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Emergency Active Travel funds should be spent locally

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The allocation of emergency funds for active travel should be brought under greater local control, a St Albans City and District Council Committee has agreed.

Now the Secretary of State for Transport is to be asked to ensure the criteria for  future spending decisions for cycling and walking routes in Hertfordshire can be made locally.

The move follows a Government rule that priority should be given to establish new routes in urban rather than rural or semi-rural locations.

Active travel is being heavily promoted as it is good for people’s physical and mental health.

It is also less costly than road transport and can improve the environment by reducing pollution.

A presentation on Active Travel in Hertfordshire was made to a meeting of the Council’s Community, Environment and Sport Scrutiny Committee on Thursday 3 September.

This was given by an official from Hertfordshire County Council (HCC) which is the highways authority for the District.

Daniel Pearman, a Strategy and Programme Manager, said there had been “a massive increase” in walking and cycling during the Covid-19 pandemic.

This had led to the Government releasing money to improve cycle routes across the country through its Emergency Active Travel Fund.

The money awarded to HCC had allowed it to finance high street closures in St Albans and Harpenden as well as other population centres in the county.

It had also enabled the setting up of two temporary cycle lanes, in Watford and Welwyn Garden City, as well as improvements to some cycle parking facilities.

Further funds were to be made available, but HCC was unable to include all suggested schemes in its bid for the finance, including two in St Albans District.

These included a scheme for a cycle route on the A5183 road between St Albans and Redbourn which would link the existing cycle routes of the Nicky Line, the Green Ring and the Alban Way.

One reason for not pursuing this scheme was that it did not conform to the Government’s criteria which favoured urban routes.

A scheme to provide better cycle connections between Wheathampstead, St Albans, Harpenden, Luton, Hatfield and Welwyn was also not put forward.

Again, this was in part because it was not an urban project utilising existing road space. Instead, cycle routes would need to run adjacent to roads or cross country such is the historic nature of the District’s roads.

Mr Pearman said, despite this setback, HCC would continue to bear both schemes in mind and look to carry out feasibility studies to make them ‘shovel ready’ for when funding is available.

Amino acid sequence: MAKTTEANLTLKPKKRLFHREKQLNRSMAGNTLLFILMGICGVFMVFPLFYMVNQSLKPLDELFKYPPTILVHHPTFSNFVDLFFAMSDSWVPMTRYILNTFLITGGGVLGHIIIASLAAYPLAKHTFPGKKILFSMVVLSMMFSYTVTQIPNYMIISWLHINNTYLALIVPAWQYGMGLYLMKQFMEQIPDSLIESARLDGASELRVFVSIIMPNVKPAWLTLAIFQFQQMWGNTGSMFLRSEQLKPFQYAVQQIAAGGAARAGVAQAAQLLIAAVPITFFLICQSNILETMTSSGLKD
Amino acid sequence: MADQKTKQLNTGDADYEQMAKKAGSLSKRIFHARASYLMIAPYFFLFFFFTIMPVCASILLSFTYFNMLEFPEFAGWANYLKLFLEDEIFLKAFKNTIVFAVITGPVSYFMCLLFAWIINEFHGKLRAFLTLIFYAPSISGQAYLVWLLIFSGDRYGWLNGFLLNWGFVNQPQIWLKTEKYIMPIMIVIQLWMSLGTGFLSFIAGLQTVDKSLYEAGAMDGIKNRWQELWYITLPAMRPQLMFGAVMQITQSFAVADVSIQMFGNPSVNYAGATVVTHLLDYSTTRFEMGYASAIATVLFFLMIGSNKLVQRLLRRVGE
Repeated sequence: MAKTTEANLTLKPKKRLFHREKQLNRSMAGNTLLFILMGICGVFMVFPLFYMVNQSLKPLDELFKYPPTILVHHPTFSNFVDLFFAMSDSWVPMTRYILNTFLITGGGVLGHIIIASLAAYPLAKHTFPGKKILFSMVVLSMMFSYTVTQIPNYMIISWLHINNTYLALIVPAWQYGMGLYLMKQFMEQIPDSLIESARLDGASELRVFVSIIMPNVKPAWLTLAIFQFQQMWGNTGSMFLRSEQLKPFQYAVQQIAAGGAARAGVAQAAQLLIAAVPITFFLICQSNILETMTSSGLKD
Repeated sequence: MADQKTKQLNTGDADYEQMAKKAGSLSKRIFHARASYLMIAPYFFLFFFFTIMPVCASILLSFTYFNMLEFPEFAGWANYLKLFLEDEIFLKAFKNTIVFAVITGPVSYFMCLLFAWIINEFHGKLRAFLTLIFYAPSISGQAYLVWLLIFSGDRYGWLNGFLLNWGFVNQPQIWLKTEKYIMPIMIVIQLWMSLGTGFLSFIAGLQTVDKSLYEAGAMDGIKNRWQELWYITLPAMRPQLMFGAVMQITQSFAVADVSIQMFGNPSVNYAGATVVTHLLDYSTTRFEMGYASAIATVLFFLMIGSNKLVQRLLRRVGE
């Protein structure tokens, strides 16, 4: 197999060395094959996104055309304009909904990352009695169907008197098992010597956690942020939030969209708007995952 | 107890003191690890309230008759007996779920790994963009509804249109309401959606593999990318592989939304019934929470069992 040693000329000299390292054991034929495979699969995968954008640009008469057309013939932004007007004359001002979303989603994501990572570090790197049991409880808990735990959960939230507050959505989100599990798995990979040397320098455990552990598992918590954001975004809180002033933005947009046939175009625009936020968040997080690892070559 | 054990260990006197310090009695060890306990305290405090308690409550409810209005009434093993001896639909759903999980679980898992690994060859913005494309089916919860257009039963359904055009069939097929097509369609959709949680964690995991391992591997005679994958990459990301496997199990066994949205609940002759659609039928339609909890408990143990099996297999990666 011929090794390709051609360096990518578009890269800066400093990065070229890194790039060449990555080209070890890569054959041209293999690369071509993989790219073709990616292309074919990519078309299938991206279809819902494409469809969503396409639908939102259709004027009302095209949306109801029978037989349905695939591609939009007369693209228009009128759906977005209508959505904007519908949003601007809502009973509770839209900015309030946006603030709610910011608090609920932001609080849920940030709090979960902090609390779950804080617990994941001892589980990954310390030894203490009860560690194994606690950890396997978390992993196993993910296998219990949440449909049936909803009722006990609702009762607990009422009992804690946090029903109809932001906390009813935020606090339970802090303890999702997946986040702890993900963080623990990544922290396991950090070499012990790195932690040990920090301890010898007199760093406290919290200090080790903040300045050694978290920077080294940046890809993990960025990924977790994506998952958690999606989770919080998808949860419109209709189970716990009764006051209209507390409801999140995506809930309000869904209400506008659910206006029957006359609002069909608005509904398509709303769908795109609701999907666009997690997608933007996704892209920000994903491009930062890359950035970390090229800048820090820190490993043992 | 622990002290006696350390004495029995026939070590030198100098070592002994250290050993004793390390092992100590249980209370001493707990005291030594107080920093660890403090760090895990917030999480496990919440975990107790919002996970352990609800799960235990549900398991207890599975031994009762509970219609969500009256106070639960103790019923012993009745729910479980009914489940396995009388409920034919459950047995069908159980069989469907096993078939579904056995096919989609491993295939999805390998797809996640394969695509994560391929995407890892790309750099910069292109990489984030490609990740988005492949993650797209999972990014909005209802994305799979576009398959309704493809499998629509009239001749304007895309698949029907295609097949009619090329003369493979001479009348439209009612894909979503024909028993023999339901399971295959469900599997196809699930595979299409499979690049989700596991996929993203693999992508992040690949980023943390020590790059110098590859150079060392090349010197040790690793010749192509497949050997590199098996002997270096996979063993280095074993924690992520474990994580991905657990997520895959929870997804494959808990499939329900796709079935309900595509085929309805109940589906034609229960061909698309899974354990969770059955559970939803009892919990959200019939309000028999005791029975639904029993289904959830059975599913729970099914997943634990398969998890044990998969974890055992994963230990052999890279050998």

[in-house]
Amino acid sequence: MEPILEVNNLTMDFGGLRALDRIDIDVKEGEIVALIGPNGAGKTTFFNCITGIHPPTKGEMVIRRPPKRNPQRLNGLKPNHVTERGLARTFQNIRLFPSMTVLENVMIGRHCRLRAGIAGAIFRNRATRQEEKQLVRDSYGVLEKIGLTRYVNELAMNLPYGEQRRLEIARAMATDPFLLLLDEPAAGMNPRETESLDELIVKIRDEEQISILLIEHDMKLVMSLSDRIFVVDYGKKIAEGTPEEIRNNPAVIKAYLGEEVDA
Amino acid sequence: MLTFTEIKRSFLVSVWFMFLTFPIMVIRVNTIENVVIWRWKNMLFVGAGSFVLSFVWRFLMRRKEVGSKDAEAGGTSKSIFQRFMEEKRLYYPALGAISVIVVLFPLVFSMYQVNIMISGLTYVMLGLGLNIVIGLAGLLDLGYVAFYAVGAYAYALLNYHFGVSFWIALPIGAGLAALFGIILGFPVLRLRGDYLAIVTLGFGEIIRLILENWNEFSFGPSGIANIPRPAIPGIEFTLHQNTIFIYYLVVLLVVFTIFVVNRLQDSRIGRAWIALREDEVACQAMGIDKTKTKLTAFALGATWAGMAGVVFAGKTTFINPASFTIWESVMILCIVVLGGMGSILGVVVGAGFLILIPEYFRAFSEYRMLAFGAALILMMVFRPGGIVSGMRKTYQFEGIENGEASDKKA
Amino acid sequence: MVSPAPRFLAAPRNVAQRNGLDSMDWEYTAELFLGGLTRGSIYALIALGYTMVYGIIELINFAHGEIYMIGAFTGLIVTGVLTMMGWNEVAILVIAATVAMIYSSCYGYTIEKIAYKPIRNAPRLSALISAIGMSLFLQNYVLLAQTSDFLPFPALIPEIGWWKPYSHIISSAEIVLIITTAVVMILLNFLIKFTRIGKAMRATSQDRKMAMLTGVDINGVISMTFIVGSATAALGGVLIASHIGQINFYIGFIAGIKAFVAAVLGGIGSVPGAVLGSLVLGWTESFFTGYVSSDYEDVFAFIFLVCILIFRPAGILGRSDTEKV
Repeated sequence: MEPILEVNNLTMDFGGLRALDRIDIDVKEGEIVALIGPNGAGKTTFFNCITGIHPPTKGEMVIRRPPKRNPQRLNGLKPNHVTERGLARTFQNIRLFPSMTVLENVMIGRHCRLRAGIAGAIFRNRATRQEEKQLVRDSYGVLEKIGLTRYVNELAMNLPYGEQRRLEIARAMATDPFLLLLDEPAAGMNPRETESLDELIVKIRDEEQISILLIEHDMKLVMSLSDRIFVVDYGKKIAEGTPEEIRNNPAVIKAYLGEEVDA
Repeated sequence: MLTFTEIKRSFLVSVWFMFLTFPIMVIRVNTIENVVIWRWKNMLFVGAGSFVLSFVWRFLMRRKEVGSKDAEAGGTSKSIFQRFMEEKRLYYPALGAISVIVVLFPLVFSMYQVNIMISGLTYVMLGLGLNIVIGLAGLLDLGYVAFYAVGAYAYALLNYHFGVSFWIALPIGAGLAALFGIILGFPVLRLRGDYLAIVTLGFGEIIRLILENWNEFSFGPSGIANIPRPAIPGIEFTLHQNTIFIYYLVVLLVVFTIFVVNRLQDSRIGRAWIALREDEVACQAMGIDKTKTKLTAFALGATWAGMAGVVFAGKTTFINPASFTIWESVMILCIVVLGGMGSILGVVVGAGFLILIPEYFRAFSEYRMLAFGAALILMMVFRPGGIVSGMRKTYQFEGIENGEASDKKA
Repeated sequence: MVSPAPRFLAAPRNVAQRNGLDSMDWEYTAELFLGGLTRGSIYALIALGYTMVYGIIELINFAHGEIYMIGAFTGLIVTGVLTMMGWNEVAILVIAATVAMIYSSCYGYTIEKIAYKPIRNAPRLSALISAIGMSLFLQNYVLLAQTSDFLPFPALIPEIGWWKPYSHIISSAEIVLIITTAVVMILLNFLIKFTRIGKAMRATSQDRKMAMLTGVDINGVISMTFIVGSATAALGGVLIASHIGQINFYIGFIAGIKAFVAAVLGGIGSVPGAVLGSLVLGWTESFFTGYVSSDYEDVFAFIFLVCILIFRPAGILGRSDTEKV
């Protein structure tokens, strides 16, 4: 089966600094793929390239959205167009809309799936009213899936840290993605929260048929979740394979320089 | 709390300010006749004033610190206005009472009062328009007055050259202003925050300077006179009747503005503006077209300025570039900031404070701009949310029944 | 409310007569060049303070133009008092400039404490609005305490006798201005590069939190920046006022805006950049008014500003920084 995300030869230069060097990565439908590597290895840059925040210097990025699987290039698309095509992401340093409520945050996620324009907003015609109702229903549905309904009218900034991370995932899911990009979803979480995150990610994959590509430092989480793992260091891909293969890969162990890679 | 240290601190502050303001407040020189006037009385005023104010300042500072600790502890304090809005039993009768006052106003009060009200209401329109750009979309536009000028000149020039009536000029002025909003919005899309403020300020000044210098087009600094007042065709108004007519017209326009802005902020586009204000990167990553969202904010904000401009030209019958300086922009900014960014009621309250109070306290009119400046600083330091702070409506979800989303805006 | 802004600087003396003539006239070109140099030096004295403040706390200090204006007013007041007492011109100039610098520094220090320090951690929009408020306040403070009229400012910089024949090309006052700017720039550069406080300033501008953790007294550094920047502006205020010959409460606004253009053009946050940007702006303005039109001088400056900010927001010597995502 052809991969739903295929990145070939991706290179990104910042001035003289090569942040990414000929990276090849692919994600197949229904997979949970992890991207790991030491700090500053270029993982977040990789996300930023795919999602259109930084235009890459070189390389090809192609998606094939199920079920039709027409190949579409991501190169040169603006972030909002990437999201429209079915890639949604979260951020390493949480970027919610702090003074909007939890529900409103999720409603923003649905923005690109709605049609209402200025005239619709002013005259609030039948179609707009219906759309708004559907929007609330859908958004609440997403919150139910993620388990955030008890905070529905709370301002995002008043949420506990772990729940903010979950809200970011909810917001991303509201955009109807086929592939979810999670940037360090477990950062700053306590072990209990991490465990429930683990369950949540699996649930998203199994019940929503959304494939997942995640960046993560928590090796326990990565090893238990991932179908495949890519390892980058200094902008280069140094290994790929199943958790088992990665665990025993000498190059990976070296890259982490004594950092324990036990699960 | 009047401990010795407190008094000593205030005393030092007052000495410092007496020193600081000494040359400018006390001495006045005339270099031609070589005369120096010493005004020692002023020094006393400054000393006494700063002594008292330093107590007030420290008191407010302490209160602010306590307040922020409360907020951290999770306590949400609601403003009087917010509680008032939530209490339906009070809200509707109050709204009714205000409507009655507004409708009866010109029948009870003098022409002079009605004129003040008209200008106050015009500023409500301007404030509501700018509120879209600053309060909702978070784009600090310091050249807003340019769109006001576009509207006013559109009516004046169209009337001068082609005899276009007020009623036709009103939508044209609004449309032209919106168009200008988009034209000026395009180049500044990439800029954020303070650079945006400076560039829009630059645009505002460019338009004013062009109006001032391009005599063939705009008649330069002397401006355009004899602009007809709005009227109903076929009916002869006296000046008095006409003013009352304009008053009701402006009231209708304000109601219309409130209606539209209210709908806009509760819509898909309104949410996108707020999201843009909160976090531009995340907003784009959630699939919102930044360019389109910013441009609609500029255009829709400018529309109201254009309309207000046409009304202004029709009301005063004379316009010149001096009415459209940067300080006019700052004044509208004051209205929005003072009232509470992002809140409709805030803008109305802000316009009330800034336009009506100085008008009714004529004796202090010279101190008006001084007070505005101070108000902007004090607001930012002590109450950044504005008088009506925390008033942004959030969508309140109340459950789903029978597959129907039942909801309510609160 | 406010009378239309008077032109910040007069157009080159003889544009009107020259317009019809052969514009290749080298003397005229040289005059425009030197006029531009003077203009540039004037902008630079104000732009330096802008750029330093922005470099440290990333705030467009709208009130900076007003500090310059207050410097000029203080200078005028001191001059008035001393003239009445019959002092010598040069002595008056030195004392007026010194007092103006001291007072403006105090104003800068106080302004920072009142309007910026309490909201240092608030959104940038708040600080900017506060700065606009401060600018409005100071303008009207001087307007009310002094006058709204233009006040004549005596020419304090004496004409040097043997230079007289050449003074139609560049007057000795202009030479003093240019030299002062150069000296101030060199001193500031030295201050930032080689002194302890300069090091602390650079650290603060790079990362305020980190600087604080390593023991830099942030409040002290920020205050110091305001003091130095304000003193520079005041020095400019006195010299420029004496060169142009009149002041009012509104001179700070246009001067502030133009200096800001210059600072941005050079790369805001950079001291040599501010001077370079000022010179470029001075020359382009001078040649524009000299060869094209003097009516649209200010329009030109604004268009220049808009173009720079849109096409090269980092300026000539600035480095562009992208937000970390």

Councillors on the Committee agreed with the Chair, Councillor Annie Brewster, that she should write to the Transport Secretary to argue that future funds for walking and cycling routes should be allocated by Hertfordshire County Council and not by central Government.

Cllr Brewster said:

It was absolutely devastating that the scheme for a Redbourn Road cycle lane was not put forward for Tranche 2 of the Government’s £6m Emergency Active Travel Fund earmarked for Hertfordshire.

It has received universal support from Councillors and a rapidly-signed petition from over 1,800 concerned residents. 

The Government funding seeks for cycle lanes to be wholly-fitted into existing road space.  When detailed engineering was examined, the use of some verge, footway and greenery plus some timely junction remodelling would be required and this was unlikely to meet the fund’s criteria, so its inclusion could risk other county projects that were also being submitted.

Similarly, greater connectivity between the towns around Wheathampstead are not being put forward for Government funding. Again, this is because they would not be deemed urban enough to comply with the funding requirements.

The County Council’s hands have been tied by the Government giving priority to urban rather than rural routes.

However, I am urgently working with Officers to find other means of funding these vital routes, looking at internal County Council funding schemes.

I will now be writing to the Transport Secretary and will call on him to allow local representatives to decide where the money should be allocated. They are the ones who know their communities best and have a real feel for their areas.

If we want people to cycle and walk more, particularly in light of new post Covid-19 habits, we have to provide them with safe routes to do so wherever they live in our District.

Picture: Cllr Brewster cycling on the Redbourn Road.

Councillor contact: Cllr Annie Brewster, Chair of Community, Environment and Sport Scrutiny Committee: 01438

Media contact: John McJannet, Principal Communications Officer: 01727-819533;